From Nerve: http://www.nerve.com/features/transgender-icon-jayne-county-banned-from-facebook
“All over a few words.”
by Kate Hakala
April 17, 2014
Yesterday, transgender icon Jayne County — rock’s first gender variant singer and a fixture at Andy Warhol’s Factory — was temporarily banned from Facebook for including the words “tranny” and “shemale” in a post to her Timeline.
Many of her followers commented on County’s Timeline in outrage that she had been banned from Facebook for using common self-identifying transgender slang. Today, Jayne County has made a brand new status in reaction to the censorship, “What a sad day this is for the poor LGBT Community. All over a few words that have been made even more powerful and evil by those that seek to erase them! If this is what you are going to do with your rights then you don’t deserve to even have them!”
When I reached out to Facebook for comment, they said that someone within County’s Facebook community had reported her status for “containing slurs,” and her account had been temporarily suspended for a 24-hour period. (It’s currently back up.) This is an across-the-board policy. Facebook says that if they receive a report for a violation of their hate speech policy, they remove the hate speech and don’t spend time “interpreting what people mean.” Facebook doesn’t have a specific list of terms people get banned for, with over a billion users, they rely on fellow users to report when violations have been made.
This censorship is part of a larger conversation dividing the transgender community about policing community-specific language. Over the past several weeks, popular Logo staple RuPaul’s Drag Race has been under fire for its use of what some trans activists have declared transphobic and offensive language. During one challenge on the show, contestants were asked to look at a cropped portion of a photo and identify whether the photo depicted a cisgender woman or a Drag Race contestant. The controversial title of this segment was “Female or She-male.”
Logo responded to the backlash by pulling the episode, issuing a public statement of apology, and removing the recurring “You’ve got She-mail!” segment from future episodes. During the controversy, former Drag Race contestant and transgender woman Carmen Carrera made comments on her Facebook that “Drag Race should be more conscious of the words they use and shouldn’t further objectify transwomen with a game that obviously hurt a lot of the shows fans in the first place.” Others were less subtle. Transwoman and journalist Parker Marie Molloy caused a stir when she tweeted, “I fucking hate RuPaul,” noting that the word “she-male” was actually first used to describe transgender porn. She then clarified to Dame Magazine, “I’d just like to clear up that I don’t actually hate RuPaul. Does his dismissal of trans people and our identities frustrate me? Absolutely.”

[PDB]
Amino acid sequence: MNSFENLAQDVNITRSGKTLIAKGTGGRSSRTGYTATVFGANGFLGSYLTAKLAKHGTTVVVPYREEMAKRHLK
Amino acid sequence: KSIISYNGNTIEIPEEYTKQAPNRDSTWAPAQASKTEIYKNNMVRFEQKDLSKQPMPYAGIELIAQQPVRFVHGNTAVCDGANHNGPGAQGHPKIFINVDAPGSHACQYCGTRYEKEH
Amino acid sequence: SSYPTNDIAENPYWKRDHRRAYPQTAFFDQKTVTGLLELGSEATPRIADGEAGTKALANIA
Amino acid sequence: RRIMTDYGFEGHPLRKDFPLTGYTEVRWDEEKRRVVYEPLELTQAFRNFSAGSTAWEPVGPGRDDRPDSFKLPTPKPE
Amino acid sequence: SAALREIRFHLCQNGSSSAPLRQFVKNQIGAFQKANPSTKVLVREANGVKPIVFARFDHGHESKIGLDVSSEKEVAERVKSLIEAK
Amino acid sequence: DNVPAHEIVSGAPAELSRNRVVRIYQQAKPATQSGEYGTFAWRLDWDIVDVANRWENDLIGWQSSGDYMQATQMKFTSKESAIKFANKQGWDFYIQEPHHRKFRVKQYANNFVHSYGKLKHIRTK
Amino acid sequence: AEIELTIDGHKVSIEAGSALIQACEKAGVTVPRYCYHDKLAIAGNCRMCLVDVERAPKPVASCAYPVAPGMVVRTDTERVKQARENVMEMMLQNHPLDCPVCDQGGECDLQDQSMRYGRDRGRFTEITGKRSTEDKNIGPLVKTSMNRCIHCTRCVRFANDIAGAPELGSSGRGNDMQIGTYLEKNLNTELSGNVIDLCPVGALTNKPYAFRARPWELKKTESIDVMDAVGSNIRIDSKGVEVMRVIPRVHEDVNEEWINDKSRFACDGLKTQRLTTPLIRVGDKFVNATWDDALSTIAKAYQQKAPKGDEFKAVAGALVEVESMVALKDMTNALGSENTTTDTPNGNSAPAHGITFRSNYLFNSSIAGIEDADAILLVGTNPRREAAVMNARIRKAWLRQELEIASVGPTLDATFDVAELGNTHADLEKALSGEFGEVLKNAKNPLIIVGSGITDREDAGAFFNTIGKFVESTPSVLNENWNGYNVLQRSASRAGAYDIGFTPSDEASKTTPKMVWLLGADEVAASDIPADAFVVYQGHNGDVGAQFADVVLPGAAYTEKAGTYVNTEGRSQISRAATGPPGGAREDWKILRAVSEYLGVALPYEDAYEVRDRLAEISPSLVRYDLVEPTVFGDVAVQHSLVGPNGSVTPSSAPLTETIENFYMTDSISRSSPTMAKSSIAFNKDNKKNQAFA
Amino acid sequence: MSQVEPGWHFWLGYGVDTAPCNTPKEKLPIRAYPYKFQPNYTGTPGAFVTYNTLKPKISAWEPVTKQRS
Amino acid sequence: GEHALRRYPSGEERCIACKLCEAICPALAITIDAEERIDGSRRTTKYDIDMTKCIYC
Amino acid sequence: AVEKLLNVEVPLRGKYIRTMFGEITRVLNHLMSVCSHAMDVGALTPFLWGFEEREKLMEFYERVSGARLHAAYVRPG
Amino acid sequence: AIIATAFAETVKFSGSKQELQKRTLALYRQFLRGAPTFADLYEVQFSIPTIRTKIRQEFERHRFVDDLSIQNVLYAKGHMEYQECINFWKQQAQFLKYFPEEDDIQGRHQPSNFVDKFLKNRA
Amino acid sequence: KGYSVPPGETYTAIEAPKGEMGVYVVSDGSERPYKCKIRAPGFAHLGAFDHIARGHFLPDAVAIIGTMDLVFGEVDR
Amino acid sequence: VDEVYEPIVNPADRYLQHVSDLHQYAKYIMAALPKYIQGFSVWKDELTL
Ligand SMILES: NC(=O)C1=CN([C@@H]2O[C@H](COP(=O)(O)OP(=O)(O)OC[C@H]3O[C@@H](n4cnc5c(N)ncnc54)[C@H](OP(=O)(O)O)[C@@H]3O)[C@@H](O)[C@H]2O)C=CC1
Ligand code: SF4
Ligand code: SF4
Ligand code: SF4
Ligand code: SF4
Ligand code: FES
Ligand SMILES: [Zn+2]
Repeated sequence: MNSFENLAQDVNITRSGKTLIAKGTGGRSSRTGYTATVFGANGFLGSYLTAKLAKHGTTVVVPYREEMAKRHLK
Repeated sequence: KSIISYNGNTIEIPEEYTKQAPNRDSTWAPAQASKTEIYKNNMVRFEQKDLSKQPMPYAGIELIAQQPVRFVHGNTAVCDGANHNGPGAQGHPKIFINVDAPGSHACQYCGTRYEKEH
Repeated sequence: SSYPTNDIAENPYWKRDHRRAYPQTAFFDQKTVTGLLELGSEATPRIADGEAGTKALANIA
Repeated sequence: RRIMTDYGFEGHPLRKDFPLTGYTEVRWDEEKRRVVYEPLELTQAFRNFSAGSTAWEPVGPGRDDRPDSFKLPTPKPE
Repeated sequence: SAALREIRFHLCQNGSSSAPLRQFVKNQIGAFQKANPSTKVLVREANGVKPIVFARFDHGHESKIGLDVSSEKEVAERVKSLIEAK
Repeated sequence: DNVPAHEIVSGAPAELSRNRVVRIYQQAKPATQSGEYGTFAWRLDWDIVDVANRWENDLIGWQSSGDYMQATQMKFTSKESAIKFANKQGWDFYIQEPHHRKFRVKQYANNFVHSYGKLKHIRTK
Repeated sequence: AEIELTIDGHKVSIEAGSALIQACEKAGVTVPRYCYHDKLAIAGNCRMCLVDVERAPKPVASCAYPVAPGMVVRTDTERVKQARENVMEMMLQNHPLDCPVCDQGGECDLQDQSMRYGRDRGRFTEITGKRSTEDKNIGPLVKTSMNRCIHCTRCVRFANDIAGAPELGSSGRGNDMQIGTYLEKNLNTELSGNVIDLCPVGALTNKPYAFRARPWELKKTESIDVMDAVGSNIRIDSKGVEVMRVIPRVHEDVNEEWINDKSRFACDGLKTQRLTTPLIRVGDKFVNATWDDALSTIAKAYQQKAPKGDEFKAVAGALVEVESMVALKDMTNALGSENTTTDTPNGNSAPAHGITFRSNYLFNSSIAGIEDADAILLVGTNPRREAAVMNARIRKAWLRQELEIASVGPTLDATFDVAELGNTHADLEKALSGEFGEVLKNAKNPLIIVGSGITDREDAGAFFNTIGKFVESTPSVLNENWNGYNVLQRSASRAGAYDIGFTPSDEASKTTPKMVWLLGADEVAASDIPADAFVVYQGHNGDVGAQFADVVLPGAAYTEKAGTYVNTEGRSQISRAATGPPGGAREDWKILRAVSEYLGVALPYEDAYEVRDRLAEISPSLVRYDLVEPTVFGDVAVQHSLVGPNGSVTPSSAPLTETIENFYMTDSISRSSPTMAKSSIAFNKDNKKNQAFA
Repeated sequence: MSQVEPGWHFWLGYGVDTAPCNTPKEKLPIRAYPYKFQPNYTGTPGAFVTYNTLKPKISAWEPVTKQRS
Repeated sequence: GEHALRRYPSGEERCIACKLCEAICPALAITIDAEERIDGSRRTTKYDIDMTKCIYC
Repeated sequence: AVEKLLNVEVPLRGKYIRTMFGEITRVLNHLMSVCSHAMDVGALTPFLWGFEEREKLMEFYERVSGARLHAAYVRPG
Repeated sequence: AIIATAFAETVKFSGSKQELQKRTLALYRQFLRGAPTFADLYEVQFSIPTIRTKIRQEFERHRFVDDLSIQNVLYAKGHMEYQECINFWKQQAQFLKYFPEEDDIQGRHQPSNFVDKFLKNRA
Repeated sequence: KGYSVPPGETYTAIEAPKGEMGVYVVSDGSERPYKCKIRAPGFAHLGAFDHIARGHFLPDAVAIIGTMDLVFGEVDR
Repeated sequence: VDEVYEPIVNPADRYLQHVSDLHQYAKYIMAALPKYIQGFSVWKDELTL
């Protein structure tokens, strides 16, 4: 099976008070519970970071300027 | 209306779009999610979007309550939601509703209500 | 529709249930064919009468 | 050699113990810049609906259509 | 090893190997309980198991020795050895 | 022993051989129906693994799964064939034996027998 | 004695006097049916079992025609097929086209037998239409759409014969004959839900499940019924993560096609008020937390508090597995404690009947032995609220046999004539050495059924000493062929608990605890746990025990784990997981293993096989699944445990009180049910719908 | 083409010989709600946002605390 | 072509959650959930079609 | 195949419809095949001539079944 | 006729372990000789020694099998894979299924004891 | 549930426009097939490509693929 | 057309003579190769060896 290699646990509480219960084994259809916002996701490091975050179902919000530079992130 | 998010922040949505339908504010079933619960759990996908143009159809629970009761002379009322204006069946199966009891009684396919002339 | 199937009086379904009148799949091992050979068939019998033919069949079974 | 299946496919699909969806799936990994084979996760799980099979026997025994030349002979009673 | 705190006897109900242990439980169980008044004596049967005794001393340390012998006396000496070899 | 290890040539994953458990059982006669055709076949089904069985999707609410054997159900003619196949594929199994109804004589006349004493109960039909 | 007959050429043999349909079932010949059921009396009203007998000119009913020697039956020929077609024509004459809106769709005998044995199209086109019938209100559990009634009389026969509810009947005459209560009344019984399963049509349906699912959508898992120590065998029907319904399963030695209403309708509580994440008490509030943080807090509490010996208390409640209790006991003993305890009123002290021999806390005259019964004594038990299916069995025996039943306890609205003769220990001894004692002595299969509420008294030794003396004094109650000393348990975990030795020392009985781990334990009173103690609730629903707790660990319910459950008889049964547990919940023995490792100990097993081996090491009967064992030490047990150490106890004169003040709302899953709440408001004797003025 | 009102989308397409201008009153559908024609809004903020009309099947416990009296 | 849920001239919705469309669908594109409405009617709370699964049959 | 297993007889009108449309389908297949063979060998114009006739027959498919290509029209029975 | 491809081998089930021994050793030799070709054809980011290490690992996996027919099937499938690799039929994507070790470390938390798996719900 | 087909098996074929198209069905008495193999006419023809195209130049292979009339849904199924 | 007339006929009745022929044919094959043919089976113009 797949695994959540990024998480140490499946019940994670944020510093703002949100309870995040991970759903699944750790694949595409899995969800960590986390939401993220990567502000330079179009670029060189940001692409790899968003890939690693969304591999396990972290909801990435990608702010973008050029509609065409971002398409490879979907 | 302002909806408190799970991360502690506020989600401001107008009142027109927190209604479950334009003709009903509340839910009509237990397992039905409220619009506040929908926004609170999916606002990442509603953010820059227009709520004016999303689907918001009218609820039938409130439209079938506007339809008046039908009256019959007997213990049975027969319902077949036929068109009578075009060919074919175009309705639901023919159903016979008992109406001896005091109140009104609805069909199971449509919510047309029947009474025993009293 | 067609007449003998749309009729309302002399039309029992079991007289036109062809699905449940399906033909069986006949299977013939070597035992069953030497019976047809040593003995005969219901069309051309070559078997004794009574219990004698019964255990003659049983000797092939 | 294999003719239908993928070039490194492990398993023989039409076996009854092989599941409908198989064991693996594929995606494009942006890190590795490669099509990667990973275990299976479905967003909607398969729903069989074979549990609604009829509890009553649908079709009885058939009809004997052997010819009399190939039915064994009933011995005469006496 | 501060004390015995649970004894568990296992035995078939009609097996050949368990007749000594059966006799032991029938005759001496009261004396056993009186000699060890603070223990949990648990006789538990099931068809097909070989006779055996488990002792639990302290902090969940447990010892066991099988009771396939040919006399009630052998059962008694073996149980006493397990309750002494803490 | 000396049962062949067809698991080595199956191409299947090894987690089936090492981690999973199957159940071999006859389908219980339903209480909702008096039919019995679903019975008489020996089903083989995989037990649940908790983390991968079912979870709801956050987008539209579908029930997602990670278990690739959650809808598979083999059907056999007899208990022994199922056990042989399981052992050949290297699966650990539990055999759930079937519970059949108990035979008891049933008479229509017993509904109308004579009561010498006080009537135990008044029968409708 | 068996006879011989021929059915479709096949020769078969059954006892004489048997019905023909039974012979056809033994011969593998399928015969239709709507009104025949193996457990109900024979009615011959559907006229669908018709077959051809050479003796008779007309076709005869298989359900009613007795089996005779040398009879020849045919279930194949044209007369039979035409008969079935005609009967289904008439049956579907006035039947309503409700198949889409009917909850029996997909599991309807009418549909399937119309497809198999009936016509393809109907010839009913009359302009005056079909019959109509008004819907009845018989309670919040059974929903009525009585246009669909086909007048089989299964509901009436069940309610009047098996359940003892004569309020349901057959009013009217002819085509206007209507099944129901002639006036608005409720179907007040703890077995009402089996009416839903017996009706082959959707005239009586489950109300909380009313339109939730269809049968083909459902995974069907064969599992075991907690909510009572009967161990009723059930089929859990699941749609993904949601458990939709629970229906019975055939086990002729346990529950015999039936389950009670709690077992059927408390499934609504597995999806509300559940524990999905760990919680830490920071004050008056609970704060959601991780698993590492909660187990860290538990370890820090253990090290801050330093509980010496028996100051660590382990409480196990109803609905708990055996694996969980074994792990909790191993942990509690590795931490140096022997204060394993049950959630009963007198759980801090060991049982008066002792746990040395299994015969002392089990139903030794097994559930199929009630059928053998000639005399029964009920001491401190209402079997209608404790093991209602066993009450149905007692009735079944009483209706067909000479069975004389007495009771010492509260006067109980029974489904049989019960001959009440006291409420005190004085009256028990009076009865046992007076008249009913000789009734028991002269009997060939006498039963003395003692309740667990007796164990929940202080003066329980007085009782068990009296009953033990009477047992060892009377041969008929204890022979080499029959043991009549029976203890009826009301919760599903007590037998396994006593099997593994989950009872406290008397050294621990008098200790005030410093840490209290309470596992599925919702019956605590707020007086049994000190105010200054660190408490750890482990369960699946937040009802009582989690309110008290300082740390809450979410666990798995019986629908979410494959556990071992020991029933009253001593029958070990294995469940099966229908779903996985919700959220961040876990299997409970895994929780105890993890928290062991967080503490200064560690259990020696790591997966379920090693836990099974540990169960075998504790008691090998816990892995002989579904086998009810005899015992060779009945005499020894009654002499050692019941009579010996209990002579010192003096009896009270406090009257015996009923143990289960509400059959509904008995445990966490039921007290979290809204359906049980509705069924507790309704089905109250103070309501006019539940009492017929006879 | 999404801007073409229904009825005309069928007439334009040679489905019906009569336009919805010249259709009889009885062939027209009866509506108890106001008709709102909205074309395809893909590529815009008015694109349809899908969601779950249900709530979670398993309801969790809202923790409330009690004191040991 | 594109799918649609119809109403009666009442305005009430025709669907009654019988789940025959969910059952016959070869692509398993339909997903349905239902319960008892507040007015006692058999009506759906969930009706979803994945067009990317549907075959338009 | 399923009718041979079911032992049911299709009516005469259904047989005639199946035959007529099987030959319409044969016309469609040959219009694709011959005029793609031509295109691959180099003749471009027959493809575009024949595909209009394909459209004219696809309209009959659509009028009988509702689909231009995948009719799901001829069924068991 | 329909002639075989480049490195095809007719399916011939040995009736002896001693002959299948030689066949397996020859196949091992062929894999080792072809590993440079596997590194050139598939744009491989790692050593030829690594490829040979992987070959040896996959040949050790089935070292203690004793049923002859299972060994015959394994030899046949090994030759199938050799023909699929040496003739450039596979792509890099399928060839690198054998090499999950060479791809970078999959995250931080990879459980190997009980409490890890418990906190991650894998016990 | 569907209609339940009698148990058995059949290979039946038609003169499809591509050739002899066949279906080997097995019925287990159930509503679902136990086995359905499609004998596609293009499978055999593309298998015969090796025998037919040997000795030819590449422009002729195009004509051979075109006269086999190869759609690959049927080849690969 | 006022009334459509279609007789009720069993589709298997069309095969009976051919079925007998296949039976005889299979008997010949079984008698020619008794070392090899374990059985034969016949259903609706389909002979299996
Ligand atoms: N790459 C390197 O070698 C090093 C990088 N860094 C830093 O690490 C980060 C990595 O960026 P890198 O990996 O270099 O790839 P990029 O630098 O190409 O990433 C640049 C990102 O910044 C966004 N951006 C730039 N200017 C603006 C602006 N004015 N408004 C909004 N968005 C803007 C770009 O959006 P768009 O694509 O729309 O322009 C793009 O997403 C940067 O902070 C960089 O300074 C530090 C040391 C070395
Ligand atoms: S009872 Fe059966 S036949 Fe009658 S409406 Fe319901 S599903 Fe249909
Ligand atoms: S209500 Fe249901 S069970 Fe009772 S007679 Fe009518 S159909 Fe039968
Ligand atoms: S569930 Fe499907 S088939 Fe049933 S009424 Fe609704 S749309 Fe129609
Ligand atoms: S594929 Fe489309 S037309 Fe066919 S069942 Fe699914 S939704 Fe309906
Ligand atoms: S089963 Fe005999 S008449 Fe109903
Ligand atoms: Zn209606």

Others in the transgender community are wary of the push against free speech, something they see as taboo-breaking, and a part of the historic push against gender norms. Transgender artist Our Lady J speaks out against trans language censorship on a blog post on The Huffington Post.
Continue reading at: http://www.nerve.com/features/transgender-icon-jayne-county-banned-from-facebook
April 18, 2014 at 1:59 am
Looks as if we’ve got proto-fascists longing to OWN the “transgender” “community” here.
THIS is one of the reasons I’ve been distancing myself from association with this faux “community” for some years… because this “identity” is being used more as a club against others than as a way of fostering GENUINE community by cliques who seek political influence… or perhaps just notoriety?
From my comment on Katherine Cross’ “Nuclear Unicorn” blog back in January 2011:
I am appalled by the ideological rigidity I see here… this kind of crazed warfare over mystifying terminology that transpires over the web is one of the reasons many ordinary people think “transgender people are crazy!”
Anyway, thank you, Suzan, for keeping up a blog about important ideas and events in the world in general rather than one of these “trans rights crusader” blogs; my impression is that trans folk in general are a lot more friendly and interesting than one might assume from the behavior of some of our “trans rights activists.”
– bonzie anne